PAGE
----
I love that quote from Ricky Gervais. It typically resides in a corner of my monitor, where it reminds me that no matter how much organizational or grammatical debt I’ve accumulated, it’s never too late to get to work on what matters most to me.

As I saw at the recent STARWEST 2015 testing conference, what’s important to many today is achieving some level of “continuous” in their software development life cycle.

“Continuous” has become the golden benchmark for so much of software: integration, testing, delivery, deployment—with Continuous Quality and speed being the ultimate goals for startups to enterprises and everyone in between.

(Related: Testing needs to catch up to agile and DevOps)

These aren’t new goals, either. But as more companies step up at these conferences to share their story of, “How we reached Continuous ______,” your leadership is going to expect greatness from you and your team(s) as well. Especially if it’s your competitors on stage getting the applause.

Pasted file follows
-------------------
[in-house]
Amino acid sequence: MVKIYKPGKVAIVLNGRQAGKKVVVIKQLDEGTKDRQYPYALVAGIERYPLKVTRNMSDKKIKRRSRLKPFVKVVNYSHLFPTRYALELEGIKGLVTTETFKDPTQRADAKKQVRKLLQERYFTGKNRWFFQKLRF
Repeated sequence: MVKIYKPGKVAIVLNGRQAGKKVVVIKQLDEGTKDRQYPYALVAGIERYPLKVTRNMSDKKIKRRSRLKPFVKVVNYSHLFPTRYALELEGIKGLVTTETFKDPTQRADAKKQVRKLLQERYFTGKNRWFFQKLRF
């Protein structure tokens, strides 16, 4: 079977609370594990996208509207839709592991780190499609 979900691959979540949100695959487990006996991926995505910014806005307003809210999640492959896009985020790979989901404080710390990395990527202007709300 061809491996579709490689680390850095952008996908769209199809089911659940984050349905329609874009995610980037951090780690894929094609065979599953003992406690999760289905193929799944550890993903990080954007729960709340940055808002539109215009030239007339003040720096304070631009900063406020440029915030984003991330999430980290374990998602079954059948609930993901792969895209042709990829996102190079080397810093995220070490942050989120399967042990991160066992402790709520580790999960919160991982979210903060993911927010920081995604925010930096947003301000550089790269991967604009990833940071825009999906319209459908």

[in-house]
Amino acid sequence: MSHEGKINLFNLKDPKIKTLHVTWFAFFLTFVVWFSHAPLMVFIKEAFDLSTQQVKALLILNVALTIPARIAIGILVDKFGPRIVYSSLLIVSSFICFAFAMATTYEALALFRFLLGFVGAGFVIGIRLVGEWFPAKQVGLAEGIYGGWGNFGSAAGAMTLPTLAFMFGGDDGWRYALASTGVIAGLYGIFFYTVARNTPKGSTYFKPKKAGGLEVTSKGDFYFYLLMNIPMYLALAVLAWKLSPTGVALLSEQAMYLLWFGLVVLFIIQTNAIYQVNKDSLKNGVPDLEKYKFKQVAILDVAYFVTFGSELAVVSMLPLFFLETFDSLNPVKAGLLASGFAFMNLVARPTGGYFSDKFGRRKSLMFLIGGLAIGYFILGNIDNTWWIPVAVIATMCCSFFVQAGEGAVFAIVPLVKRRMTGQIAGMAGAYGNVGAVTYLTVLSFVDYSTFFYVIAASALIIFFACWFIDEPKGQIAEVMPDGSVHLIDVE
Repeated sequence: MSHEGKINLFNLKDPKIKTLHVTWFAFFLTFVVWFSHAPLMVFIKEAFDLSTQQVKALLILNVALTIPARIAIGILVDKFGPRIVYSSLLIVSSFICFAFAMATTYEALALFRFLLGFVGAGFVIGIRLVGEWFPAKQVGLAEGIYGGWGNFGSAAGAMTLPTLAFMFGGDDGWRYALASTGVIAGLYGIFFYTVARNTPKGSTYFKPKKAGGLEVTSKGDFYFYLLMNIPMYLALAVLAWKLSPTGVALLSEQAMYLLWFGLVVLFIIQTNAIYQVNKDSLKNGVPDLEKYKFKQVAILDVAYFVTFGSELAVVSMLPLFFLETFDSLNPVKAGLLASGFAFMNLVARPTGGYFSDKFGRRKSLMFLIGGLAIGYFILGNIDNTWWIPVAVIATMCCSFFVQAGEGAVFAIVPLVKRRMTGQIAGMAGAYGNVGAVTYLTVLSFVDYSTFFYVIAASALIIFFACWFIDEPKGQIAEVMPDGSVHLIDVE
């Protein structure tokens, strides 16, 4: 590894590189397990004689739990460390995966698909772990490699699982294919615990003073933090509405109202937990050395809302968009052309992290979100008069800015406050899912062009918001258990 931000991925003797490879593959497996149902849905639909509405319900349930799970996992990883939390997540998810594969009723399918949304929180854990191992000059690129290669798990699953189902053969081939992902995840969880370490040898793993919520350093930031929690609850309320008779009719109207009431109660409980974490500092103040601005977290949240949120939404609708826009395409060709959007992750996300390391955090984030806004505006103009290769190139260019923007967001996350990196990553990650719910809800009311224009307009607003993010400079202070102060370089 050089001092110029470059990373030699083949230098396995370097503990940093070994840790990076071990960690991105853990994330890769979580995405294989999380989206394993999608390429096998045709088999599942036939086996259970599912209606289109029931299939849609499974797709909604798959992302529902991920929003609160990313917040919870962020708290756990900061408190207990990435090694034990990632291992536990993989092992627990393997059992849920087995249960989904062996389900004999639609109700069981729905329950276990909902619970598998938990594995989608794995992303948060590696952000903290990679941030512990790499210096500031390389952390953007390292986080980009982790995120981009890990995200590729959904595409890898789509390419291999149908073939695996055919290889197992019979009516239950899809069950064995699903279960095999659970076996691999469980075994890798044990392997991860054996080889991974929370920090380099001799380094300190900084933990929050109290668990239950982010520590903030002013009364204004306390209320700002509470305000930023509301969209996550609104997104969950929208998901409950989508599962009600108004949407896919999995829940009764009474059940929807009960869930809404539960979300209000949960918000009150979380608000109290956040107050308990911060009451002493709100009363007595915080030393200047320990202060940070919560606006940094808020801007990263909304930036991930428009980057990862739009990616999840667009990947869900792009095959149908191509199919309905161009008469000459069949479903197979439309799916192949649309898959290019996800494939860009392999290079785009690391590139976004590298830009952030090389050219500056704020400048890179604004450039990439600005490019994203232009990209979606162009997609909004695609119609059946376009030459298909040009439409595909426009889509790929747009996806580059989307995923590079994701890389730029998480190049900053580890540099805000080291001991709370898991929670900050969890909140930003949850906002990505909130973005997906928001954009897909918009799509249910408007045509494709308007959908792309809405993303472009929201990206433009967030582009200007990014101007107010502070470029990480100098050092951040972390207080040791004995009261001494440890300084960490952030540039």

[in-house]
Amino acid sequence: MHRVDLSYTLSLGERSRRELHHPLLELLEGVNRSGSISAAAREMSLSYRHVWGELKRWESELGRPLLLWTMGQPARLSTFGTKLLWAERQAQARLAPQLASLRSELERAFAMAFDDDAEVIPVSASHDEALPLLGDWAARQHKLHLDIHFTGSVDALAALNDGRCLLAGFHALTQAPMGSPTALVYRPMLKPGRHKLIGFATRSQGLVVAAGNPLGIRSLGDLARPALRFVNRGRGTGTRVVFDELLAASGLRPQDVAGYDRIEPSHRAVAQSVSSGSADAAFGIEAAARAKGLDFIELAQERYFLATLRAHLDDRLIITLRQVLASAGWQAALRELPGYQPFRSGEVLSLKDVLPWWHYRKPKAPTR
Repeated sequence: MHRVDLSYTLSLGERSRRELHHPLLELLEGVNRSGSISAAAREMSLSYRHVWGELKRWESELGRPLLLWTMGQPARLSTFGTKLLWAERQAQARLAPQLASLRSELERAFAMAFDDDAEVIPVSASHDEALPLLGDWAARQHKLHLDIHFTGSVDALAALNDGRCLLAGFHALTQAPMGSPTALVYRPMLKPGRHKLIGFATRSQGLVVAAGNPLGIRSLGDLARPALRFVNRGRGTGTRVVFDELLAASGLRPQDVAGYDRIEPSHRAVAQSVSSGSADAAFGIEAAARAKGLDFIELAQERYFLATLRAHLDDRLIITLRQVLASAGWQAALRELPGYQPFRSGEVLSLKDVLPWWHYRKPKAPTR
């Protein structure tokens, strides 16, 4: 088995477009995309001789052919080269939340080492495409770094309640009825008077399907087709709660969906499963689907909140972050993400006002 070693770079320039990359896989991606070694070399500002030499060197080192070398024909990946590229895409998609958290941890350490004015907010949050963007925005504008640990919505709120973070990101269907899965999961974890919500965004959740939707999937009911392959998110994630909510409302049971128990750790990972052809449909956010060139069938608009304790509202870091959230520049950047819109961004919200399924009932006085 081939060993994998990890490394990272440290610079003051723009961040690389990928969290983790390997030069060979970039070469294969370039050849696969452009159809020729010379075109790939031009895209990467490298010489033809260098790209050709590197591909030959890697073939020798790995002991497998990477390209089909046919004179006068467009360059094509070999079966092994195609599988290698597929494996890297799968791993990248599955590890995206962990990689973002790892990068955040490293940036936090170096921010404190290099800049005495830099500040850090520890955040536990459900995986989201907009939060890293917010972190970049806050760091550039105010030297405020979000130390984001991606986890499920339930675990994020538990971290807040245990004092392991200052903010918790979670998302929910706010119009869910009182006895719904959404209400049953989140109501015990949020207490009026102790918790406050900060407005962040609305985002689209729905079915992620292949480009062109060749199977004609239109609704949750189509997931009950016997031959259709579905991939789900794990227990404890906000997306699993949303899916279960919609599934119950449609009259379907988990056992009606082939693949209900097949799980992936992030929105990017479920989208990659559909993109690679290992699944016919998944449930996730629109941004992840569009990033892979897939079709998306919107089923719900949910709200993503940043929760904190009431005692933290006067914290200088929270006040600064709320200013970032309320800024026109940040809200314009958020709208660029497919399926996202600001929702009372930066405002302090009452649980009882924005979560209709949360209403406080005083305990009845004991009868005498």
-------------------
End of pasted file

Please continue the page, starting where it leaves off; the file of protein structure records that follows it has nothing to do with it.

At STARWEST, Continuous Testing was the week’s leading topic by a mile. Speakers shared “keys,” “good habits” and “strategies” for Continuous Testing; I counted nine different sessions that described a path to Continuous Testing just in the title alone.

As someone who has attended this show multiple years in a row, I found this not repetitive or lacking in variety, but promising for the future of software and the testers who help build it. In years past, the overarching theme would often be debates around manual vs. automated testing, or how testers can prove their value to an organization that fails to respect quality as much as speed. But as software failures and their economic impact continue to dominate headlines, I’m not sure Continuous Quality has ever been more sought after.

Manual and test automation camps have a huge opportunity to delight leadership and customers alike by embracing Continuous Testing, and not at the cost of speed.